Probability theory is nothing but common sense reduced to calculation.

Pierre-Simon Laplace

Today we will be discussing a problem from the second chapter of A First Course in Probability(Eighth Edition) by Sheldon Ross.

Let's see what the problem says:

###### Describing the Problem

The problem(prob-48) says:

Given 20 people, what is the probability that among the 12 months in the year, there are 4 months containing exactly 2 birthdays and 4 containing exactly 3 birthdays?

So, what do we mean by this? Let's suppose we have people, named and we will be representing the months by numbers like, January, February , March ,,December .

Then, One possible combination of birthday can be,

In this case, January () has birthdays, February() has birthdays. Similarly we can find the number of birthday in each month. But in our question it is said that one possible arrangement exist where any four months (suppose January, February, March and April) each holds birthday (in total in this group there are birthday) and another four months (suppose June, July, September and December) each holds birthday (in total this group has birthdays). We have to find the probability of existence of such groups.

I hope the problem is clear. Let's see how to solve this.

###### Solution - 1

To solve this problem one must notice the most important point. This problem treats each people in same footing, means they are indistinguishable. Normally, we humans are distinguishable as you can see people's face or maybe use their name to make difference.

So, The number of all possible combinations (outcome) = .

Now, for our particular case, we must group months from months where each contains birthdays. This can be done in ways. After this again we have to choose months from remaining , where each contains birthdays. This can be done in ways.

So, we can choose months (or the month combination is ) in ways. Using multinomial theorem, we can write this number equals to (we will not use this).

Now, we have people and we have to to assign months with them.

Remember we have to take people and give them one single month. This can be done in ways. Again we have to take people and group them. This time the possible ways are . Again doing the same gives us ways (this is done 4 times as we have such months which contains birthdays). So, for this group the number of possible combinations is .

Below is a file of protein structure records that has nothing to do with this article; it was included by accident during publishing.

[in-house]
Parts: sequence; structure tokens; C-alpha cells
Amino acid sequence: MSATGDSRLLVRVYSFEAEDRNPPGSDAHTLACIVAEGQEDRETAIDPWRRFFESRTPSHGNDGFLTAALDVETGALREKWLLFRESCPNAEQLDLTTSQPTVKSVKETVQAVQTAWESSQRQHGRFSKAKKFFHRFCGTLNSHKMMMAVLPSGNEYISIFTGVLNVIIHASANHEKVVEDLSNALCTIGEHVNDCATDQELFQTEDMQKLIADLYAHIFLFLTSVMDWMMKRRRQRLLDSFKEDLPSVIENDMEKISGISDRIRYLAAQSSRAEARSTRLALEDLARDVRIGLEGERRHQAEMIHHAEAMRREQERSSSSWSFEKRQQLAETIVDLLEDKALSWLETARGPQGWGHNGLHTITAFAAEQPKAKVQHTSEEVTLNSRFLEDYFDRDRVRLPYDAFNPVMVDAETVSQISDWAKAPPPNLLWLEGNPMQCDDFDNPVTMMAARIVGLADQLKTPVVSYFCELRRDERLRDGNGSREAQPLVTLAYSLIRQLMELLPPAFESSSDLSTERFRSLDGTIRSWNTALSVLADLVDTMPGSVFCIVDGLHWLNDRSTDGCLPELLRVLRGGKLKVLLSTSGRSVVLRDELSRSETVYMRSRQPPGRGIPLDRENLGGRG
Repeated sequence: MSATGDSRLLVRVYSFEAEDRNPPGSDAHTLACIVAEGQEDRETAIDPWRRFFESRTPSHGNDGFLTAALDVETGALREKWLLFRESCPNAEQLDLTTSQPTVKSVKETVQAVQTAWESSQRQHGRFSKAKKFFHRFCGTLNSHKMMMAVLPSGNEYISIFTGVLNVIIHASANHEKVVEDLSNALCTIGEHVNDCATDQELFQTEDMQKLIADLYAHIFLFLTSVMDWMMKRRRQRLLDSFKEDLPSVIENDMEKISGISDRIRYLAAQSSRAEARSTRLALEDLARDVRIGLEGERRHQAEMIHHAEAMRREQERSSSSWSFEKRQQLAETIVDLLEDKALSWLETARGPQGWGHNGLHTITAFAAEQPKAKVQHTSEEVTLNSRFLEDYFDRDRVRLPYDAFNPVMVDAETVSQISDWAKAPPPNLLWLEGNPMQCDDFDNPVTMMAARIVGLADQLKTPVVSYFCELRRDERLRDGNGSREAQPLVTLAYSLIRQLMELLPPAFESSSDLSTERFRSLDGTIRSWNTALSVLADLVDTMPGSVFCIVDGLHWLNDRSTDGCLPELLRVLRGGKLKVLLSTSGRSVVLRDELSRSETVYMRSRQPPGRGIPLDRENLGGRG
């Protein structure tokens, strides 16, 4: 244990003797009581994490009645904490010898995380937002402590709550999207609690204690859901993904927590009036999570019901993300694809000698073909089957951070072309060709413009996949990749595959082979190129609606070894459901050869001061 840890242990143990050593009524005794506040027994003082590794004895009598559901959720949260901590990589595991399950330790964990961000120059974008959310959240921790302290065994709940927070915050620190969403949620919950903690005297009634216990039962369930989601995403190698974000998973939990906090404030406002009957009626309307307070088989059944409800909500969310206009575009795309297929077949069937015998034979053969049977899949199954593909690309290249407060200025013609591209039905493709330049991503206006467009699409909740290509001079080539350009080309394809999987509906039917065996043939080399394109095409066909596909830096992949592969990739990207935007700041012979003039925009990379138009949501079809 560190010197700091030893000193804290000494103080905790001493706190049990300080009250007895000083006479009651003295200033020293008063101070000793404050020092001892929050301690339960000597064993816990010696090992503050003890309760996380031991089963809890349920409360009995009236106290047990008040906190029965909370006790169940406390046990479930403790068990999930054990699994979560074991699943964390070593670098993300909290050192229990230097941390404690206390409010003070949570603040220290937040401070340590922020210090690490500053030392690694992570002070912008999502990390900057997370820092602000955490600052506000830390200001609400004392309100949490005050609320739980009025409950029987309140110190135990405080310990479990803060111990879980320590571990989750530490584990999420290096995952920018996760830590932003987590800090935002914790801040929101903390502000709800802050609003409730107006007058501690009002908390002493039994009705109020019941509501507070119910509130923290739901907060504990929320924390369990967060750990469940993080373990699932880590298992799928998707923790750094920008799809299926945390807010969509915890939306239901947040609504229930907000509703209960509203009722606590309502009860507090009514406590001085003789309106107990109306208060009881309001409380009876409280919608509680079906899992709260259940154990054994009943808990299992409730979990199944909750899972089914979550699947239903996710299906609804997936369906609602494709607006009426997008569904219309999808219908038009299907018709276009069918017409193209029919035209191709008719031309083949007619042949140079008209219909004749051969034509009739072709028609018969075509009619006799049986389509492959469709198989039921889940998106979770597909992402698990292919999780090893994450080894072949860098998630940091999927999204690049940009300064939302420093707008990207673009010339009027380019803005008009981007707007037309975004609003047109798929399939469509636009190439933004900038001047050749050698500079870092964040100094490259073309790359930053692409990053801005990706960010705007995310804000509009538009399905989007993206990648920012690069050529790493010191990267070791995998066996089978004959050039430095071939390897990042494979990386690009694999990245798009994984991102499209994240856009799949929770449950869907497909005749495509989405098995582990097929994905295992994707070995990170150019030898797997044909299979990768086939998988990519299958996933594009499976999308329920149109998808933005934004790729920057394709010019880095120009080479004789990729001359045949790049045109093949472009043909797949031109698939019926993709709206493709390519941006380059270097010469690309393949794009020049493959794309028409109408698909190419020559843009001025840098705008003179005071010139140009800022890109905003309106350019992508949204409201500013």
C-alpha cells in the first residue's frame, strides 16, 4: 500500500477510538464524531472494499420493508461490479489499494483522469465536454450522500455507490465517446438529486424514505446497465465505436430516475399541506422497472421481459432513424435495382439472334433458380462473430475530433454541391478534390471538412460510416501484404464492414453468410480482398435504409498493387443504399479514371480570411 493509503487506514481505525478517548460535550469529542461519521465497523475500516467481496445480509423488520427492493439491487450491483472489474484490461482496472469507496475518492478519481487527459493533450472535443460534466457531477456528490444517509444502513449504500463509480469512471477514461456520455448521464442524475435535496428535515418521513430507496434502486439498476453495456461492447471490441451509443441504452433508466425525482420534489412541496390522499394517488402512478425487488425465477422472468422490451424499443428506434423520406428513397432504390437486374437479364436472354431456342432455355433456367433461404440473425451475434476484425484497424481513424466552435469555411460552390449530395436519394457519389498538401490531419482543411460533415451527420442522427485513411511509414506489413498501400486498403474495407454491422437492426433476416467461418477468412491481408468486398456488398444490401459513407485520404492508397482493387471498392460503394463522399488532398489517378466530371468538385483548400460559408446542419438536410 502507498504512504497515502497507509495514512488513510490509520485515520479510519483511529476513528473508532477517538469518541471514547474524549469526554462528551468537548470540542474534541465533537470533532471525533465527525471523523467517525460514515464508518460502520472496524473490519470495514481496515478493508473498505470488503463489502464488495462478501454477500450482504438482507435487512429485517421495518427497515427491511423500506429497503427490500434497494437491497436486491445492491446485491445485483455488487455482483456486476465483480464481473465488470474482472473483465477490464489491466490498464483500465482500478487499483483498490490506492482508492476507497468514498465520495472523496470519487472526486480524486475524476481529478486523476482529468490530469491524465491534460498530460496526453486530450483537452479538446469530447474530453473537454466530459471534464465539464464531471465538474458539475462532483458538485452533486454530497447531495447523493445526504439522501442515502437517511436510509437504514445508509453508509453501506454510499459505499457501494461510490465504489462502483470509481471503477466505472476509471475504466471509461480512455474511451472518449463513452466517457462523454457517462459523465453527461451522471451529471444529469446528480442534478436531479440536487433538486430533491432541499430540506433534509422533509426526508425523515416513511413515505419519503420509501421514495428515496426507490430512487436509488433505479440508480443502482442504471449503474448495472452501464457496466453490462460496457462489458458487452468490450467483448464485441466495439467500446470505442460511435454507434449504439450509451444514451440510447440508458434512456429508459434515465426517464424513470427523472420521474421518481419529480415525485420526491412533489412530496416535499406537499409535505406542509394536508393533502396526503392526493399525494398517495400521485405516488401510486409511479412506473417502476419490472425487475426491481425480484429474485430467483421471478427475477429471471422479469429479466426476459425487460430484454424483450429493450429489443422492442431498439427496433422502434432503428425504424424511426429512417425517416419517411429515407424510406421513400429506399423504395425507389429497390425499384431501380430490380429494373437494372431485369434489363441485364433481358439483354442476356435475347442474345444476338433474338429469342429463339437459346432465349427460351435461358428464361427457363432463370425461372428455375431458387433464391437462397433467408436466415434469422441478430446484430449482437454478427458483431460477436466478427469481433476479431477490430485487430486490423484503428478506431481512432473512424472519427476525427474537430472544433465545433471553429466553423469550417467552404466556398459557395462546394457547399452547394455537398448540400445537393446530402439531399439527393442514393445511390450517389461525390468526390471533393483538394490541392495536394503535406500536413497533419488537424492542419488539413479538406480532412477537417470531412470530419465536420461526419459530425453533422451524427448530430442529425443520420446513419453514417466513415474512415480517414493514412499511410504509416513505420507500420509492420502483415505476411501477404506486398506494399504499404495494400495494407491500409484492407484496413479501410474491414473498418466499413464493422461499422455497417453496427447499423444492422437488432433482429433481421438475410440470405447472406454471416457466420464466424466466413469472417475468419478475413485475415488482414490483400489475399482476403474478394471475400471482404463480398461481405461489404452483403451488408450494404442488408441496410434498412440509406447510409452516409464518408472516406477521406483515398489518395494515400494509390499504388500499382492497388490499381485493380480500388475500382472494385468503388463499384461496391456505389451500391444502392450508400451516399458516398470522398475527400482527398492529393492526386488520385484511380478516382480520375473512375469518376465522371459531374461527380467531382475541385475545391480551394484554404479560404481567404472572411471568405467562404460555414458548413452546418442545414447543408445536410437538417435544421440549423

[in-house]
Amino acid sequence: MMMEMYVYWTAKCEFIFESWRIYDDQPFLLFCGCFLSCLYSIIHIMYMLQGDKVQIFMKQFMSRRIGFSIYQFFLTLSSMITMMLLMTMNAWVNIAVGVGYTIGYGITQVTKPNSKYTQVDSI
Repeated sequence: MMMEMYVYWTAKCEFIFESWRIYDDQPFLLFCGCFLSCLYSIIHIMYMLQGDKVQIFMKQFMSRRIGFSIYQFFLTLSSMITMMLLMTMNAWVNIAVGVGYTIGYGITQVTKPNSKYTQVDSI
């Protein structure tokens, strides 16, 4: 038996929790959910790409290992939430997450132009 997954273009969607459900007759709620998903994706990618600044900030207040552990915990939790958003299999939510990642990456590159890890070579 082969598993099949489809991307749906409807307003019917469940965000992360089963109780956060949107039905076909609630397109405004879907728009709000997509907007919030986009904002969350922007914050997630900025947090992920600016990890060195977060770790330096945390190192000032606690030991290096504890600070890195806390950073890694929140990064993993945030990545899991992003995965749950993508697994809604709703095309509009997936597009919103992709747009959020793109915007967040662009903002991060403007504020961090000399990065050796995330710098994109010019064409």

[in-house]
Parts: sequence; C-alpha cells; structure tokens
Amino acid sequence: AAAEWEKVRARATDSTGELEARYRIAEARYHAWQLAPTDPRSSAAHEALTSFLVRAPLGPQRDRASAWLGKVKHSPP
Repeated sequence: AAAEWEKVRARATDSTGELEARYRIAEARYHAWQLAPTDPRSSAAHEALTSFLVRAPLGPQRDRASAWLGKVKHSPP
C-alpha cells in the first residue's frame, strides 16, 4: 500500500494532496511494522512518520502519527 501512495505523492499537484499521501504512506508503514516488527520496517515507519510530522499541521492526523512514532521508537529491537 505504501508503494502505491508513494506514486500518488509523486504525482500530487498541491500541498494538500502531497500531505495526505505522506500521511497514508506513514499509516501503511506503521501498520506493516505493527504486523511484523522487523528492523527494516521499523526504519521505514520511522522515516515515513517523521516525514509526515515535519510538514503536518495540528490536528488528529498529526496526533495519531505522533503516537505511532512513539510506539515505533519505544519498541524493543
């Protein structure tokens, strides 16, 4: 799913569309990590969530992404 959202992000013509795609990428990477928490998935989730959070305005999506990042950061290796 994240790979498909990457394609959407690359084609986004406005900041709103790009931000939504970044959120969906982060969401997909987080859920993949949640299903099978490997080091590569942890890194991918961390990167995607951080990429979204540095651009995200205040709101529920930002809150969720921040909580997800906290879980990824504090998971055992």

Now, we still have months where each of those contains 2 birthdays. This gives a total of ways.

So, the total numbers of ways of assigning people to those months is

So, The probability =

Easy right? This can also be solved using a analogy of dice with sides.

###### Solution-2

In this method we consider a dice with sides. Each person's birthday is within 12 months and each of them are independent. So, If that dice is rolled 20 times, then what is the probability to get same number times for different number and same number times for other different number, i.e., what is the probability to get a state like ?

This can be solved in simple steps.

1. Among faces, of them can be taken in ways.
2. Among those faces, are groups of 's and are groups of 's. The number of ways = .
3. If we roll it times or take dices, then there are sets of and sets of . In this case, the possibilities .
4. The sample space's element number

Hence, probability

Whenever I solve this type of problems, It always feel like may be !! maybe!! I have made some mistake. To be sure that we are correct, we should perform experiment with a dice or may be take many groups of people and calculate probability. But It is practically impossible!!

Not quite... We can always use programming language to do the experiments and verify.

###### Verifying using Julia

First we have to know few tricks.

arr = [2,6,2,10]
#Creates an array

Now, how can we know if there are two 2's inside of this array?, an easy solution will be

arr.==2
#Check if any element equal to 2
#This gives an output as:
#BitVector: [true,false,true,false]

And then we use sum

sum(arr.==2)
#return number of times 2 is there
#output: 2

Using this we write a simple code:

begin
function prob(n::Int)
favour = 0
for ex_num=1:n
months = rand(1:12,20)
nums = [sum(months.==i) for i=1:12]
if sum(nums.==3)==4 && sum(nums.==2)==4
favour += 1
end
end
probability = favour/n
end
end

This function beautifully give you the value. We need more sample, so I have used .

This gives the result:3

prob_10_000_000 = prob(10_000_000)
#output: 0.0010616

Beautiful isn't it?, just using few lines of code we have verified our answer.

I encourage you to play with the code.

This is all for today. I hope you have learnt something new.

This site uses Akismet to reduce spam. Learn how your comment data is processed.